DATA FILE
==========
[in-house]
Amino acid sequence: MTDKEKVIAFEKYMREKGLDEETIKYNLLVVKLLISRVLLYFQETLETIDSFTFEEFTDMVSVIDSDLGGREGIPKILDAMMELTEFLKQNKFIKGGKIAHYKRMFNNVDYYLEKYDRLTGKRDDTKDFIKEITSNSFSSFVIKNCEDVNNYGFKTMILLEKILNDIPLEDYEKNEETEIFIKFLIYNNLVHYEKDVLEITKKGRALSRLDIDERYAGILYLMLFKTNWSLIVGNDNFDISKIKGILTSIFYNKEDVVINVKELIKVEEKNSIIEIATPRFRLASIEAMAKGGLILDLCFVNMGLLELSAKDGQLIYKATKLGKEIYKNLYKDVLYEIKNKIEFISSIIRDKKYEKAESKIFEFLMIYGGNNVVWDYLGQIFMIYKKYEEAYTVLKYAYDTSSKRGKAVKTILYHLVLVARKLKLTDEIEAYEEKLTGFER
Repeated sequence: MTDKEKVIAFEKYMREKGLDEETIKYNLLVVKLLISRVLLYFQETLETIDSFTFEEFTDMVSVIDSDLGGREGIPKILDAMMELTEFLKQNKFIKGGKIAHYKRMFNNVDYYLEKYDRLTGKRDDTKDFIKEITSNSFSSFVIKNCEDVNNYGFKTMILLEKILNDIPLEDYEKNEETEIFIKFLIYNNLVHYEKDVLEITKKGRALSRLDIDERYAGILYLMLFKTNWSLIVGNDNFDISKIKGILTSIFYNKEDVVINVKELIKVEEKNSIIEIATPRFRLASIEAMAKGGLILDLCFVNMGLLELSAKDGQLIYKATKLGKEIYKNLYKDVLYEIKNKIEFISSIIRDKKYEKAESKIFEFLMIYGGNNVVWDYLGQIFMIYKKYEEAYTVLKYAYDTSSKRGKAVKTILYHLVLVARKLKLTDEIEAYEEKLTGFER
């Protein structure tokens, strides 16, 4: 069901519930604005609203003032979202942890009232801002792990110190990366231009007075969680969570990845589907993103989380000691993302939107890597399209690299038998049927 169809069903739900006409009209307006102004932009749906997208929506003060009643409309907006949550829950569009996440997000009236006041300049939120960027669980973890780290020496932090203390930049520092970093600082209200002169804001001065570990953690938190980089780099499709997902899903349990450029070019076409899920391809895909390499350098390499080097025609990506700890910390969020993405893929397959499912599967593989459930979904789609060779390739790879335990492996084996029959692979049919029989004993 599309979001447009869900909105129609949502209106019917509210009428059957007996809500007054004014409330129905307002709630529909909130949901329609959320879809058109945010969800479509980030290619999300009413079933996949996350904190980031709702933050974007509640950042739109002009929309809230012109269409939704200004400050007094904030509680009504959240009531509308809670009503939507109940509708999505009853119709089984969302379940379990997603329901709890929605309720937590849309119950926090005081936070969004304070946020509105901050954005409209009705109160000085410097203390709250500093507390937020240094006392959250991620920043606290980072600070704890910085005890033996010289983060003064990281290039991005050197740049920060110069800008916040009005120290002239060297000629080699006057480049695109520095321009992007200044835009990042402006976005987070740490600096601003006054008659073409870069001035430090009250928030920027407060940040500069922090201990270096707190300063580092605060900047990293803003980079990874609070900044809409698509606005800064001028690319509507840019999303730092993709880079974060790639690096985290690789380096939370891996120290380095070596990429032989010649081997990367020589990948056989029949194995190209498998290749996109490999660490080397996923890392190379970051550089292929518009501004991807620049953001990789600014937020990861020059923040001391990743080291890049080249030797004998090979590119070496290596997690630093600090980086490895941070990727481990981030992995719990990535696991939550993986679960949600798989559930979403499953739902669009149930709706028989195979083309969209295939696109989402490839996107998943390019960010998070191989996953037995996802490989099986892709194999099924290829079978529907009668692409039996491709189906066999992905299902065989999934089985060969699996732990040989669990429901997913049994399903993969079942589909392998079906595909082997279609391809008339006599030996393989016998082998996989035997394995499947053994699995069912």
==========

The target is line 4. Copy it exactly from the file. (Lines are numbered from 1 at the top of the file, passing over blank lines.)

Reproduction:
């Protein structure tokens, strides 16, 4: 069901519930604005609203003032979202942890009232801002792990110190990366231009007075969680969570990845589907993103989380000691993302939107890597399209690299038998049927 169809069903739900006409009209307006102004932009749906997208929506003060009643409309907006949550829950569009996440997000009236006041300049939120960027669980973890780290020496932090203390930049520092970093600082209200002169804001001065570990953690938190980089780099499709997902899903349990450029070019076409899920391809895909390499350098390499080097025609990506700890910390969020993405893929397959499912599967593989459930979904789609060779390739790879335990492996084996029959692979049919029989004993 599309979001447009869900909105129609949502209106019917509210009428059957007996809500007054004014409330129905307002709630529909909130949901329609959320879809058109945010969800479509980030290619999300009413079933996949996350904190980031709702933050974007509640950042739109002009929309809230012109269409939704200004400050007094904030509680009504959240009531509308809670009503939507109940509708999505009853119709089984969302379940379990997603329901709890929605309720937590849309119950926090005081936070969004304070946020509105901050954005409209009705109160000085410097203390709250500093507390937020240094006392959250991620920043606290980072600070704890910085005890033996010289983060003064990281290039991005050197740049920060110069800008916040009005120290002239060297000629080699006057480049695109520095321009992007200044835009990042402006976005987070740490600096601003006054008659073409870069001035430090009250928030920027407060940040500069922090201990270096707190300063580092605060900047990293803003980079990874609070900044809409698509606005800064001028690319509507840019999303730092993709880079974060790639690096985290690789380096939370891996120290380095070596990429032989010649081997990367020589990948056989029949194995190209498998290749996109490999660490080397996923890392190379970051550089292929518009501004991807620049953001990789600014937020990861020059923040001391990743080291890049080249030797004998090979590119070496290596997690630093600090980086490895941070990727481990981030992995719990990535696991939550993986679960949600798989559930979403499953739902669009149930709706028989195979083309969209295939696109989402490839996107998943390019960010998070191989996953037995996802490989099986892709194999099924290829079978529907009668692409039996491709189906066999992905299902065989999934089985060969699996732990040989669990429901997913049994399903993969079942589909392998079906595909082997279609391809008339006599030996393989016998082998996989035997394995499947053994699995069912």